The San Bernardino area of southern California has complex water-management issues. As an aid to local water managers, this report provides an integrated analysis of the surface-water and ground-water systems, documents ground-water flow and constrained optimization models, and provides seven examples using the models to better understand and manage water resources of the area. As an aid to investigators and water managers in other areas, this report provides an expanded description of constrained optimization techniques and how to use them to better understand the local hydrogeology and to evaluate inter-related water-management problems.
In this report, the hydrology of the San Bernardino area, defined as the Bunker Hill and Lytle Creek basins, is described and quantified for calendar years 1945-98. The major components of the surface-water system are identified, and a routing diagram of flow through these components is provided. Annual surface-water inflow and outflow for the area are tabulated using gaged measurements and estimated values derived from linear-regression equations. Average inflow for the 54-year period (1945-98) was 146,452 acre-feet per year; average outflow was 67,931 acre-feet per year. The probability of exceedance for annual surface-water inflow is calculated using a Log Pearson Type III analysis. Cumulative surface-water inflow and outflow and ground-water-level measurements indicate that the relation between the surface-water system and the ground-water system changed in about 1951, in about 1979, and again in about 1992. Higher ground-water levels prior to 1951 and between 1979 and 1992 induced ground-water discharge to Warm Creek. This discharge was quantified using streamflow measurements and can be estimated for other time periods using ground-water levels from a monitoring well (1S/4W-3Q1) and a logarithmic-regression equation. Annual wastewater discharge from the area is tabulated for the major sewage and power-plant facilities.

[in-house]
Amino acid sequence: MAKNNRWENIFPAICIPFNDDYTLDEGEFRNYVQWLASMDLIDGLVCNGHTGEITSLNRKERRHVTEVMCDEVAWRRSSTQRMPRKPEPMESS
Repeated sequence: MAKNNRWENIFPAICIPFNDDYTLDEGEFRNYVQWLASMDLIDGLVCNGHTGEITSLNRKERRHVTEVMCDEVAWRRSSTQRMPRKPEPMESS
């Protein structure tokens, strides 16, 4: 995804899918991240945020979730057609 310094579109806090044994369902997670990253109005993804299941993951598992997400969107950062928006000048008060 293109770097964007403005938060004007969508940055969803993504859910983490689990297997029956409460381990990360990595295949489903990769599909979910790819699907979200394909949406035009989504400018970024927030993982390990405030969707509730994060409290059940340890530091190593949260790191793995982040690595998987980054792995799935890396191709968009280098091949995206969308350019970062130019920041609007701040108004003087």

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USGS Numbered Series
Hydrology, description of computer models, and evaluation of selected water-management alternatives in the San Bernardino area, California